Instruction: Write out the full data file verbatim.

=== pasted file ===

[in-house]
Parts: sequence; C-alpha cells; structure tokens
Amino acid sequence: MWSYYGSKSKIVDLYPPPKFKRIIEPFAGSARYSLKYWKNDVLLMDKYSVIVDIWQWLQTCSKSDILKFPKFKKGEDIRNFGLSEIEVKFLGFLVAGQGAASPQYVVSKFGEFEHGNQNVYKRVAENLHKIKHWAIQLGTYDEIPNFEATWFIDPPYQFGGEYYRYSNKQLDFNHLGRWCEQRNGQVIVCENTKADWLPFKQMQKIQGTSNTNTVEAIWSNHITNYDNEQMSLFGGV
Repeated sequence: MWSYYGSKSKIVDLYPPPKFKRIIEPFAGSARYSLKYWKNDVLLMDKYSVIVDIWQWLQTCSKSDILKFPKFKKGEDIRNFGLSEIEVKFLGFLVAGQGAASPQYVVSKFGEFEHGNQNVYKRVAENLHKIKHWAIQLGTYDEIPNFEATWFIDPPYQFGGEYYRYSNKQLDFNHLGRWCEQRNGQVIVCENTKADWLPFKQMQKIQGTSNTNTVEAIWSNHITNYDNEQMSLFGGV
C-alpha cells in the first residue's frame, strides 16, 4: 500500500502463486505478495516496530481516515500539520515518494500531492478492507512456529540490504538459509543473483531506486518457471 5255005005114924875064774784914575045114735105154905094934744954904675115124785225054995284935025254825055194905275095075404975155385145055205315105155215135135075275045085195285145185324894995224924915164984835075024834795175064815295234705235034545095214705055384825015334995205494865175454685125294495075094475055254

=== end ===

[in-house]
Parts: sequence; C-alpha cells; structure tokens
Amino acid sequence: MWSYYGSKSKIVDLYPPPKFKRIIEPFAGSARYSLKYWKNDVLLMDKYSVIVDIWQWLQTCSKSDILKFPKFKKGEDIRNFGLSEIEVKFLGFLVAGQGAASPQYVVSKFGEFEHGNQNVYKRVAENLHKIKHWAIQLGTYDEIPNFEATWFIDPPYQFGGEYYRYSNKQLDFNHLGRWCEQRNGQVIVCENTKADWLPFKQMQKIQGTSNTNTVEAIWSNHITNYDNEQMSLFGGV
Repeated sequence: MWSYYGSKSKIVDLYPPPKFKRIIEPFAGSARYSLKYWKNDVLLMDKYSVIVDIWQWLQTCSKSDILKFPKFKKGEDIRNFGLSEIEVKFLGFLVAGQGAASPQYVVSKFGEFEHGNQNVYKRVAENLHKIKHWAIQLGTYDEIPNFEATWFIDPPYQFGGEYYRYSNKQLDFNHLGRWCEQRNGQVIVCENTKADWLPFKQMQKIQGTSNTNTVEAIWSNHITNYDNEQMSLFGGV
C-alpha cells in the first residue's frame, strides 16, 4: 500500500502463486505478495516496530481516515500539520515518494500531492478492507512456529540490504538459509543473483531506486518457471 5255005005114924875064774784914575045114735105154905094934744954904675115124785225054995284935025254825055194905275095075404975155385145055205315105155215135135075275045085195285145185324894995224924915164984835075024834795175064815295234705235034545095214705055384825015334995205494865175454685125294495075094475055254